© 2024
Play Live Radio
Next Up:
0:00 0:00
Available On Air Stations

State Police: Shenendehowa Teacher Shot By Officers Was "Suicide By Cop"

Glenville Police Chief Steve Janik & Scotia Police Chief Pete Frisoni speak with reporters at State Police Troop G HQ
WAMC photo by Dave Lucas
Glenville Police Chief Steve Janik & Scotia Police Chief Pete Frisoni speak with reporters at State Police Troop G HQ

New York State Police issued an update today in the case of a local elementary school teacher shot and killed by police.

Shenendehowa teacher Brian Skinner died in a hail of police gunfire July 28th, when police say he charged at officers who had gathered outside his Glenville home in response to two 9-1-1 calls.

In one of those calls, Skinner told dispatchers he was in the basement, and there was a man upstairs, his boyfriend, walking around with a gun. "He made it into a very threatening situation, to make sure that the police came there, ready to confront a man with a gun."

Schenectady County District Attorney Robert Carney says it turns out there was no boyfriend and no indication that Skinner was gay. Police believe it was apparently part of his plan to die - "suicide by cop."

Officers arriving on the scene around 11 p.m. said they observed lights in the house being turned off. Then, State Police Captain Richard O'Brien says, the 32-year old Skinner emerged from the home brandishing a 12-inch long kitchen knife.  "The officers gave repeated orders for Mr. Skinner to drop the knife. He ignored the commands, ran toward the responding officers on the west side of his property while wielding the knife over his head in a menacing manner."

O'Brien says officers had no choice but to shoot. Skinner was struck six times before collapsing. There were no body cams on any of the eight Scotia or Glenville officers at the scene. In fact, no recordings of any kind were made that night. "Within an hour of the incident, the Glenville Police Department requested the New York State Police assume the investigation. Troop G personnel from SP Princetown, along with our major crimes unit and our forensic identification unit, responded to the scene to conduct the investigation in conjunction with the Glenville Police Department, the Scotia Police Department and the District Attorney's office of Schenectady County."

State Police determined the shooting was justified. Scotia Police Chief Pete Frisoni describes the officers involved as "traumatized" by the incident. A "No police officer comes on the job and begins their career wanting to shoot someone and wanting to kill someone. Unfortunately many times, and we've seen that more and more lately, that officers are put in a position where they have no choice but to use deadly physical force, and that was the case here."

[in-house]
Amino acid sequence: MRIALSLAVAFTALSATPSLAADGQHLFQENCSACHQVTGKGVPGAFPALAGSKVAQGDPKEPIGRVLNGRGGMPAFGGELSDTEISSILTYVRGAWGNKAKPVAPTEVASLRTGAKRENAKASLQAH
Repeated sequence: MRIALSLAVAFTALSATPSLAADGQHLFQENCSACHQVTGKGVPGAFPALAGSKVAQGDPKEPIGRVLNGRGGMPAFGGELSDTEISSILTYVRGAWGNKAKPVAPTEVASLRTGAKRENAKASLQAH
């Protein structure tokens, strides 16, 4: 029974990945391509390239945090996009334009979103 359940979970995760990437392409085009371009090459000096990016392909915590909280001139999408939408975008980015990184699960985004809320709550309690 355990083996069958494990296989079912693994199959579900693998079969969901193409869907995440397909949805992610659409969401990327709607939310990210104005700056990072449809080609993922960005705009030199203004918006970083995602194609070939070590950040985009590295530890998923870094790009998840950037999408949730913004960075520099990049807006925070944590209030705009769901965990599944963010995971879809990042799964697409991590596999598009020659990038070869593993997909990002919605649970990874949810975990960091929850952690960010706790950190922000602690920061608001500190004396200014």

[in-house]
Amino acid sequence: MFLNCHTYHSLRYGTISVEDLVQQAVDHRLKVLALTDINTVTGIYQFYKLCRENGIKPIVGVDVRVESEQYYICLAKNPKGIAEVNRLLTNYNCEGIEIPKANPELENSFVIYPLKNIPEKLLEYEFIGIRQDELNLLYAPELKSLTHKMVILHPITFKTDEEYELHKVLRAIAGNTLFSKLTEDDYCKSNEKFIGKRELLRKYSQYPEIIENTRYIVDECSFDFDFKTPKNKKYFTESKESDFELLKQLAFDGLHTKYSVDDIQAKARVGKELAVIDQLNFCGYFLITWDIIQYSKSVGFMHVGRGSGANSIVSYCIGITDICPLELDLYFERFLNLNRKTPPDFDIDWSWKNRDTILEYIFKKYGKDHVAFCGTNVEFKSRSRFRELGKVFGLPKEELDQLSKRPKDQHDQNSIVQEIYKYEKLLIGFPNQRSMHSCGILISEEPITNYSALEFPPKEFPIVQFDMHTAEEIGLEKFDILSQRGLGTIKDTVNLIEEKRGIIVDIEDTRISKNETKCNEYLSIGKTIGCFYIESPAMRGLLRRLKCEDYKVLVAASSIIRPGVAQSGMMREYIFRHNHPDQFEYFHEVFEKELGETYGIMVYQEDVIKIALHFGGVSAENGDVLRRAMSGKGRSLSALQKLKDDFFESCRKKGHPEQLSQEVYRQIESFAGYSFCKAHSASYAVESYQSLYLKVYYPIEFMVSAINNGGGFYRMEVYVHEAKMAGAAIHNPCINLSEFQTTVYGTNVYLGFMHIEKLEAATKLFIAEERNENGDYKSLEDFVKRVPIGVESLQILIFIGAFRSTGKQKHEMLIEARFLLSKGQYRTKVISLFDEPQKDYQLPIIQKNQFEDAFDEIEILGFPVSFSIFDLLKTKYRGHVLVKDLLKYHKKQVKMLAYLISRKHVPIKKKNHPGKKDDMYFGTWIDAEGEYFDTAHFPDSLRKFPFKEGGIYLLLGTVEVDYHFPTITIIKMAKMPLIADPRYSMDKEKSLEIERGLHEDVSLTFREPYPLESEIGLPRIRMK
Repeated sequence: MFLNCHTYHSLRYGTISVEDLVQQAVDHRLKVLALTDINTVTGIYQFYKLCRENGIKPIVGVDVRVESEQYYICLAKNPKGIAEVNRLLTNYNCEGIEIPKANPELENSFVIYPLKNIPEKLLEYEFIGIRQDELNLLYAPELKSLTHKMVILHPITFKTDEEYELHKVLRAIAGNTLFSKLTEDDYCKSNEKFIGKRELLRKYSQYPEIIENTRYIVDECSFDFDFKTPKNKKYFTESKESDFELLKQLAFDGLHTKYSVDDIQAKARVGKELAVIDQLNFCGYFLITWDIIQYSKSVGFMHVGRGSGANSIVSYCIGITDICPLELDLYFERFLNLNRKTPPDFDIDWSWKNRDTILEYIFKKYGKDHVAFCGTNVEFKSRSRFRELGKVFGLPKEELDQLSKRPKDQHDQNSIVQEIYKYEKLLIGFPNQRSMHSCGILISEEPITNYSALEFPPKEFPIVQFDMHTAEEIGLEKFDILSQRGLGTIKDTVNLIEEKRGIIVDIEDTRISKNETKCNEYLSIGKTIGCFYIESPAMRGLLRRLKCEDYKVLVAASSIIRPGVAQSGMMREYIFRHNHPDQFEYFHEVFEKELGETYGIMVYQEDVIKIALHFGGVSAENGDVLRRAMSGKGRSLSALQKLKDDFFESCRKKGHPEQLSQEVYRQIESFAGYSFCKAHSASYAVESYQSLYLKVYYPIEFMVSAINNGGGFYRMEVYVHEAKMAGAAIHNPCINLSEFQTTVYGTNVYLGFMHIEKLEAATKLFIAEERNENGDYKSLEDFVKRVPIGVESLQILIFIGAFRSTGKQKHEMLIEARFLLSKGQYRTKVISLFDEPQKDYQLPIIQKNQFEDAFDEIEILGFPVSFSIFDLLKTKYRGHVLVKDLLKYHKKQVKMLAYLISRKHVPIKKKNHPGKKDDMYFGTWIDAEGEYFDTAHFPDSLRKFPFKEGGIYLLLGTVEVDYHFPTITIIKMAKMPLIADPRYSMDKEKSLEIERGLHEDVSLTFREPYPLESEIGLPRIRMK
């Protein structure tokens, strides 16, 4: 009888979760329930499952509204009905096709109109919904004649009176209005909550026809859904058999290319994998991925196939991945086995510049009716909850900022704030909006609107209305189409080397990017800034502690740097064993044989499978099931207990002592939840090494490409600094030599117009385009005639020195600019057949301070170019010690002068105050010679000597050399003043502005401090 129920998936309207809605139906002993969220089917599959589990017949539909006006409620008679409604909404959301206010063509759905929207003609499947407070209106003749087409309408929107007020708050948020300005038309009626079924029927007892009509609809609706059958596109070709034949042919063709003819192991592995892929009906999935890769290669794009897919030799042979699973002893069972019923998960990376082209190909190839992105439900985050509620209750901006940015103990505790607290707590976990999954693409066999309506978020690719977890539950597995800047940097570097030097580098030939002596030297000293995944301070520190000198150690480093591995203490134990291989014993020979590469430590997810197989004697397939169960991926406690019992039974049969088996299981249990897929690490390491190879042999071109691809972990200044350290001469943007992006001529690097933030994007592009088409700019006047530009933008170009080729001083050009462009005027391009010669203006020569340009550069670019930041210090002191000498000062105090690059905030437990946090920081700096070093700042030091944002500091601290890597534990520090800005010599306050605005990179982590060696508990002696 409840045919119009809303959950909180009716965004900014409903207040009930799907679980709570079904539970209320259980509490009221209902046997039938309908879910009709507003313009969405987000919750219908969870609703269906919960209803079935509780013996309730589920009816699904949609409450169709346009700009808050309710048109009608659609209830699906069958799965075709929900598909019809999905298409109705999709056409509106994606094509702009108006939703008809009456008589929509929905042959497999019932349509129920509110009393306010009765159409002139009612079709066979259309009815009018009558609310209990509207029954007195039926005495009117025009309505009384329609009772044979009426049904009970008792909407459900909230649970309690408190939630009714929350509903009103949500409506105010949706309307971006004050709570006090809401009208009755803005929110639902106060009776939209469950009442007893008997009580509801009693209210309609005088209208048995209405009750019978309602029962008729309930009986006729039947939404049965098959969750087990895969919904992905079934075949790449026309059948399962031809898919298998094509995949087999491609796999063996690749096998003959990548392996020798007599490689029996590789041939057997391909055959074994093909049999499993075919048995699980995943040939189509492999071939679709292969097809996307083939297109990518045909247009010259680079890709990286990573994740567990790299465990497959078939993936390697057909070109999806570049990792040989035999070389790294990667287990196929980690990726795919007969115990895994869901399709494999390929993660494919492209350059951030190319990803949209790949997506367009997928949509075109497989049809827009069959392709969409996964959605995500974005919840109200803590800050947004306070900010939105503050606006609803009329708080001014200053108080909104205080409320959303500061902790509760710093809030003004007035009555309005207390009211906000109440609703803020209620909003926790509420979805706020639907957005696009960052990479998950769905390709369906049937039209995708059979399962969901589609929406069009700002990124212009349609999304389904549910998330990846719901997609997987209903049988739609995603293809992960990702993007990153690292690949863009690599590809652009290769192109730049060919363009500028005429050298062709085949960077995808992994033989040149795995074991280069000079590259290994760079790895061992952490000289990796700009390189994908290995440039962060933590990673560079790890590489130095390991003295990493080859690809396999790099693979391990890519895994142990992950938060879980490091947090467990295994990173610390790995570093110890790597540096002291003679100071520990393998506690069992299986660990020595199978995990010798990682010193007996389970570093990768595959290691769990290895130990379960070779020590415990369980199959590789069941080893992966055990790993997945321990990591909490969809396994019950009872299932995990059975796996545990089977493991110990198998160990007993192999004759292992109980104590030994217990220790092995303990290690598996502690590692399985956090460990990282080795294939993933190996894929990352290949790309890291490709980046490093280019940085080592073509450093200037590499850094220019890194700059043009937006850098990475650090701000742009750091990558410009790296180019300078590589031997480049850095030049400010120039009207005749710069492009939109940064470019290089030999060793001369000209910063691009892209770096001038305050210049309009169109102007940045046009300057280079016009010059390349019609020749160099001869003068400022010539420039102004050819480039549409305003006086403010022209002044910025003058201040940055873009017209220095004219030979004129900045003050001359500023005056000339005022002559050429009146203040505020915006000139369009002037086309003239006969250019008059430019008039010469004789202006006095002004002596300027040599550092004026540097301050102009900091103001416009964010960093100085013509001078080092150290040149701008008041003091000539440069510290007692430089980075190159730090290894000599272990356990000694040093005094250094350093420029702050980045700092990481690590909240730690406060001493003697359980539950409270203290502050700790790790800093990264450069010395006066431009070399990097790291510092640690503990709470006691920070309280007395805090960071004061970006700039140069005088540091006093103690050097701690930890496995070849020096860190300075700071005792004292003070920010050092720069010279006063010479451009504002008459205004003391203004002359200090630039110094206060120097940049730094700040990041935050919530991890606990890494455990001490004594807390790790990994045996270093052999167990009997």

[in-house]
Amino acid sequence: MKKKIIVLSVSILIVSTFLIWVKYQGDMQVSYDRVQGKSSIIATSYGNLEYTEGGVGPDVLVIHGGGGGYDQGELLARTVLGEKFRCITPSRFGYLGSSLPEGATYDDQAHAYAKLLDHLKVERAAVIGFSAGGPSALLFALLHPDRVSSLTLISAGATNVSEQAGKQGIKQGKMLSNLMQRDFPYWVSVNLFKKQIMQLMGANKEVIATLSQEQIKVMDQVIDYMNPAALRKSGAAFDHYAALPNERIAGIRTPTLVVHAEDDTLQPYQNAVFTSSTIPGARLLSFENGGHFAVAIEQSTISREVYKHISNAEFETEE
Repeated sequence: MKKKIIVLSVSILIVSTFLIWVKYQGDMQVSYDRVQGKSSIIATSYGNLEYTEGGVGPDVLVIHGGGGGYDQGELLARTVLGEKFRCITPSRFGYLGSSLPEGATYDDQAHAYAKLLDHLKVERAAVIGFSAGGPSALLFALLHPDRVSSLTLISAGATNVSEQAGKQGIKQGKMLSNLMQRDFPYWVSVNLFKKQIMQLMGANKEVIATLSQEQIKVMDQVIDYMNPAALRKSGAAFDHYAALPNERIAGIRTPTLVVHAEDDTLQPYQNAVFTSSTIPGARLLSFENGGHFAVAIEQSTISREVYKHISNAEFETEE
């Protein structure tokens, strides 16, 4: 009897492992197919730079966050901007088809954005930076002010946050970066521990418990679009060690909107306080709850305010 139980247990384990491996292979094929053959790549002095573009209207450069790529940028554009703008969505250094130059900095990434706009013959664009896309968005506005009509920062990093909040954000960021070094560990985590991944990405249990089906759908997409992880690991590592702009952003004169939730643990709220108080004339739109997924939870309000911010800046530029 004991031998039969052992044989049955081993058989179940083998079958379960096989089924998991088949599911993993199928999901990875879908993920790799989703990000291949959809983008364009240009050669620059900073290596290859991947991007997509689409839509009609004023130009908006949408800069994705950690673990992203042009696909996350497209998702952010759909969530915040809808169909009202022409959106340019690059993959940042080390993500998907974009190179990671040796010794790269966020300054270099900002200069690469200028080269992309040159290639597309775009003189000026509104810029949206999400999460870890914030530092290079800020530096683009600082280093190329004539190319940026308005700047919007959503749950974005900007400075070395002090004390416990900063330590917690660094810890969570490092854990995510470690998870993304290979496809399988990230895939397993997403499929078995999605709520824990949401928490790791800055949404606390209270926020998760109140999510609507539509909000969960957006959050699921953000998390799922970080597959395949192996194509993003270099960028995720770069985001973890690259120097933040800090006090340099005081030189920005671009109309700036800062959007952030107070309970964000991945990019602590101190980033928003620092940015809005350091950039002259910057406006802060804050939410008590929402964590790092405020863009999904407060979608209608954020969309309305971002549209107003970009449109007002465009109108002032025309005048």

Authorities said Skinner had a previous history of suicide attempts, and was treated for depression. The night he died Skinner had made a fourth suicide attempt by hooking a hose from the tailpipe of his car into the vehicle in a closed garage. Carney noted autopsy findings that Skinner had soot on his hands when he died, probably from handling the hose. And there's more: "Dr. Sikirica found that he had suffered a stroke, a small stroke, more than three days before, but less weeks before the death."

It’s unclear if the stroke may have altered Skinner’s thoughts.

During the incident, Glenville officer Benjamin Ferretti was shot in the lower left abdomen by friendly fire. It has not been determined which officer's bullet struck Ferretti, who was treated at Albany Medical Center and released several days later.

Chief Frisoni says he has not yet spoken with the officers involved.  B "Because they had to give statements to the state police as part of the investigation."  Law enforcement officials now await the complete state police report, expected to take weeks to finalize.

Skinner was remembered fondly by school district officials and parents.

Dave Lucas is WAMC’s Capital Region Bureau Chief. Born and raised in Albany, he’s been involved in nearly every aspect of local radio since 1981. Before joining WAMC, Dave was a reporter and anchor at WGY in Schenectady. Prior to that he hosted talk shows on WYJB and WROW, including the 1999 series of overnight radio broadcasts tracking the JonBenet Ramsey murder case with a cast of callers and characters from all over the world via the internet. In 2012, Dave received a Communicator Award of Distinction for his WAMC news story "Fail: The NYS Flood Panel," which explores whether the damage from Hurricane Irene and Tropical Storm Lee could have been prevented or at least curbed. Dave began his radio career as a “morning personality” at WABY in Albany.
Related Content